Beast is a self-consciously primal London steak-and-crab restaurant, all ludicrously oversized tables and steaks and crab legs and prices, presented gravely as though in mourning of the fallen at Helm’s Deep; a display of such over-the-top machismo that even Vladimir Putin rolls his eyes at it when he flies overhead on the bare back of a fire-breathing and spectacularly aroused dragon. Jay Rayner, writing for The Guardian, gives this dumbass retrograde-mating-display-as-food-service-establishment the deriding it deserves, and then some:
If Beast were a chap, he would be a part-time rugby player smelling of Ralgex who’s trying to tell you he’s deep and thoughtful, even though he’ll later be implicated in an incident involving a traffic cone and a pint glass of his own urine.
That’s a good-ass burn. I don’t even know any rugby players, part-time or not, and I can picture that dude exactly. He’s an asshole!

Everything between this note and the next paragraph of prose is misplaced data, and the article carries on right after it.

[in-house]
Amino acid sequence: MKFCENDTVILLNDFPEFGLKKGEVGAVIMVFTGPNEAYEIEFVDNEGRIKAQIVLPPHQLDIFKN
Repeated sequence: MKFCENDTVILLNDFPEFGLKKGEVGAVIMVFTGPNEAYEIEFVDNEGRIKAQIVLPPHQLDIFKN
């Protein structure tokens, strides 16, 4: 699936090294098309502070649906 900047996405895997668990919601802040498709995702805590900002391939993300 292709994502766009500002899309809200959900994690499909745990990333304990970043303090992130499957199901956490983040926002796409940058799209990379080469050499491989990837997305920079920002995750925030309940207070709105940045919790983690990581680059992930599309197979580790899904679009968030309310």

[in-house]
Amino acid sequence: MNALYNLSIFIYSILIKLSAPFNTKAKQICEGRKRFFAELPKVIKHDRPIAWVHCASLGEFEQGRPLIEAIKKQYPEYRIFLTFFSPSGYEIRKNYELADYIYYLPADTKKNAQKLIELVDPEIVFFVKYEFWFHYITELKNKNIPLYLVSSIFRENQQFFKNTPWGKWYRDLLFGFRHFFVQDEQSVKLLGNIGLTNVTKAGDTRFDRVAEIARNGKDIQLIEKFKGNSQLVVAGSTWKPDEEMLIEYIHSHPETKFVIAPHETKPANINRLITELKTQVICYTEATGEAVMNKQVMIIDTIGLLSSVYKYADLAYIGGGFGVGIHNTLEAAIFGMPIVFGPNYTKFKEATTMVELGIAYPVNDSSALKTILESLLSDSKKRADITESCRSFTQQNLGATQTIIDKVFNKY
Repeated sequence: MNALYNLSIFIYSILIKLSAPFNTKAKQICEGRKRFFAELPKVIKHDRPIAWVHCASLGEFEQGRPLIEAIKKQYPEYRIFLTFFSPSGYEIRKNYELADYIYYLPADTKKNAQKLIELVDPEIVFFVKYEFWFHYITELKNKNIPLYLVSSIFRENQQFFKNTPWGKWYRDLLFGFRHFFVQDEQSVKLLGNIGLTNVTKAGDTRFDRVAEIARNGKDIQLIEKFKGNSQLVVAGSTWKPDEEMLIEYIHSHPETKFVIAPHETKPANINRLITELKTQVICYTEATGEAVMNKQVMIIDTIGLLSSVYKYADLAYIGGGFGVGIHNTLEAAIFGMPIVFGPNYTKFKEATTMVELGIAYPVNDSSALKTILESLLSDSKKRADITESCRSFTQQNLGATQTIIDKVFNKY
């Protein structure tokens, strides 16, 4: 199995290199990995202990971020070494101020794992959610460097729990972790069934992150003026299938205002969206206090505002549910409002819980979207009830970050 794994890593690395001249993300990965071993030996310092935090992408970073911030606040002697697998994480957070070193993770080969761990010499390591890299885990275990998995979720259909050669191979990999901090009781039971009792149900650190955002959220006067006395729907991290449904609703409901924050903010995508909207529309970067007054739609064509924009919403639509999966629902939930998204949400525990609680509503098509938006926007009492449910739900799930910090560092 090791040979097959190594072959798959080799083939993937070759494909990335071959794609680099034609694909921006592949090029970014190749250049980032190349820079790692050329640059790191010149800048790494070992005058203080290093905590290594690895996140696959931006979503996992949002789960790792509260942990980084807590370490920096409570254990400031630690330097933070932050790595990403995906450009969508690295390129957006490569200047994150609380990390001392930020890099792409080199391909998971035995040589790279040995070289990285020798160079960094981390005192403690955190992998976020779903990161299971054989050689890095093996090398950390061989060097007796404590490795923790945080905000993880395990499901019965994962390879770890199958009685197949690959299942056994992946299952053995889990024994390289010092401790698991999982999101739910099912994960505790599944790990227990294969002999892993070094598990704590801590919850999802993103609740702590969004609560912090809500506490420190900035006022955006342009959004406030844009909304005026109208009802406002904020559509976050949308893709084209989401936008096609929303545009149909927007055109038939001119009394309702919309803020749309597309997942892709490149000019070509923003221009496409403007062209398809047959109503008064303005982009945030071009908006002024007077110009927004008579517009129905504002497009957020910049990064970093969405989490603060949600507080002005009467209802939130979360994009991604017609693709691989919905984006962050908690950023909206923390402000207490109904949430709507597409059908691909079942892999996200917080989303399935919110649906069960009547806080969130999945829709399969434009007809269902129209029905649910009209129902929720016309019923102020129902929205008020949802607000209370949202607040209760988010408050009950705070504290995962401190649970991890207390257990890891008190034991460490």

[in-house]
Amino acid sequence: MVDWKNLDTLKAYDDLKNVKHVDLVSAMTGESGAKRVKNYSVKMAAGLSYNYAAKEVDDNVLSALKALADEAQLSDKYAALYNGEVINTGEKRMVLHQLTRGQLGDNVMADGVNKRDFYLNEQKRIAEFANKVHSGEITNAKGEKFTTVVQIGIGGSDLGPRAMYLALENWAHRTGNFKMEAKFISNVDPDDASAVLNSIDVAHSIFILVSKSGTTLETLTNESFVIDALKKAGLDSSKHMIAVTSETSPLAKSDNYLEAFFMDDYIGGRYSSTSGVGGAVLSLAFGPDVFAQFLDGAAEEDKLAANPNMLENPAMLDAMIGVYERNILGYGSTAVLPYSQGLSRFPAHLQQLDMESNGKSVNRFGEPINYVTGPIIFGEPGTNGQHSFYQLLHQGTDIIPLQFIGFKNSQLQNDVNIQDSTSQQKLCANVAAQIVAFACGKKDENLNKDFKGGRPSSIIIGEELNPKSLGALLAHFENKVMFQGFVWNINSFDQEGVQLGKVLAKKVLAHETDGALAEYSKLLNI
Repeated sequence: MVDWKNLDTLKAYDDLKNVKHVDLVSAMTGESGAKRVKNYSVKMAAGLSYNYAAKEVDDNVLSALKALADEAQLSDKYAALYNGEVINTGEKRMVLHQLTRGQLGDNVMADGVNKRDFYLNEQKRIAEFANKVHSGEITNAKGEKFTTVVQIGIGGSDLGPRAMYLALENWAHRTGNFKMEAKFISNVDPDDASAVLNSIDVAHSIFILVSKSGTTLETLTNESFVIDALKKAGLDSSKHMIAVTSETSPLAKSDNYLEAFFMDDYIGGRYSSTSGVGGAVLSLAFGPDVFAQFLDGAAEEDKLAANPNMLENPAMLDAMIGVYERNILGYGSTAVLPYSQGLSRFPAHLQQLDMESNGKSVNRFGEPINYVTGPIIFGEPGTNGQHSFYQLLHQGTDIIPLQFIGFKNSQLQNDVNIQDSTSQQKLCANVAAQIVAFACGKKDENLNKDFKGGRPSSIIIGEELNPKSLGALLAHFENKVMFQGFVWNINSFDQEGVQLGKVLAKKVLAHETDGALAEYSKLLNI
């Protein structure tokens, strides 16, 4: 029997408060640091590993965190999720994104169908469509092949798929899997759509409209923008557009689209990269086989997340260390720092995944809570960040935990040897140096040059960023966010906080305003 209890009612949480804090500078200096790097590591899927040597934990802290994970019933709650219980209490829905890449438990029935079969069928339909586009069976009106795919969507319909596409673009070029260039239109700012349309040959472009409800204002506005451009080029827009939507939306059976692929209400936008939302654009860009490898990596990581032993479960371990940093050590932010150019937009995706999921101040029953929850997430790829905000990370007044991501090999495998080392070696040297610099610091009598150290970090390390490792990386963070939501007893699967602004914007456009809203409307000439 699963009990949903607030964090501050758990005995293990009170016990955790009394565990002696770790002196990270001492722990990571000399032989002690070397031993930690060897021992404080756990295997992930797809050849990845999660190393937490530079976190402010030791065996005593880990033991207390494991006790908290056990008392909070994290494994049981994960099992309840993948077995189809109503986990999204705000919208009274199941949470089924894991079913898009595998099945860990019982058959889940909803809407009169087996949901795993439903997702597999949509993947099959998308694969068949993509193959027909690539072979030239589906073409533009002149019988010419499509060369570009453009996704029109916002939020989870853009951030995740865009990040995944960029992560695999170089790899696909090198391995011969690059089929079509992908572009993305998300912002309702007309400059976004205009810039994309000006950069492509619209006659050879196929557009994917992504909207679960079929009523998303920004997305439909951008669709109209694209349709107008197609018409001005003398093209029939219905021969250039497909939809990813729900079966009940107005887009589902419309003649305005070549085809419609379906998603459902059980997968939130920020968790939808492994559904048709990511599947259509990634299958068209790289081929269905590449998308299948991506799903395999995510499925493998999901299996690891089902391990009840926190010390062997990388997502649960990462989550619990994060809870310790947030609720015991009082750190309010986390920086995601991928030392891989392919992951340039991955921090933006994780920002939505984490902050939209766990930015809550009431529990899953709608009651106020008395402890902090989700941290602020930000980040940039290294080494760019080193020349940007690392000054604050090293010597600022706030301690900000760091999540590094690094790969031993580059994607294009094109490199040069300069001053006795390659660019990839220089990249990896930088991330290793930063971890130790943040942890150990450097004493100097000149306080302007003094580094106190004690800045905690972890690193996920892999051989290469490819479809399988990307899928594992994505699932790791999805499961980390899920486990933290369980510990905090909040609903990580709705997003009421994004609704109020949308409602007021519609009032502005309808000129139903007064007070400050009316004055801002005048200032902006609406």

But there’s more. On the gratuitously showoffy wine list:
There are dry-stone walls and glass-fronted wine cabinets bulging with Montrachet and Pomerol, priced in four figures for men with teeny-weeny penises.
On the fries—er, chips:
Mind you, they’re crap chips, huge fat things that could exclude drafts. Who actually likes their chips this way? They’re advertised as coming with truffle and foie-gras salt, which is like getting a gold-plated, diamond-encrusted case for your smartphone because you’ve run out of things to spend money on. It’s a spoilt person’s version of luxury; the pillowy “chips” do not taste either of goose liver or truffle.
Man. I almost want to go to this place, just to laugh at it. And then do its dishes for like 72 weeks because I couldn’t dream of affording dinner there.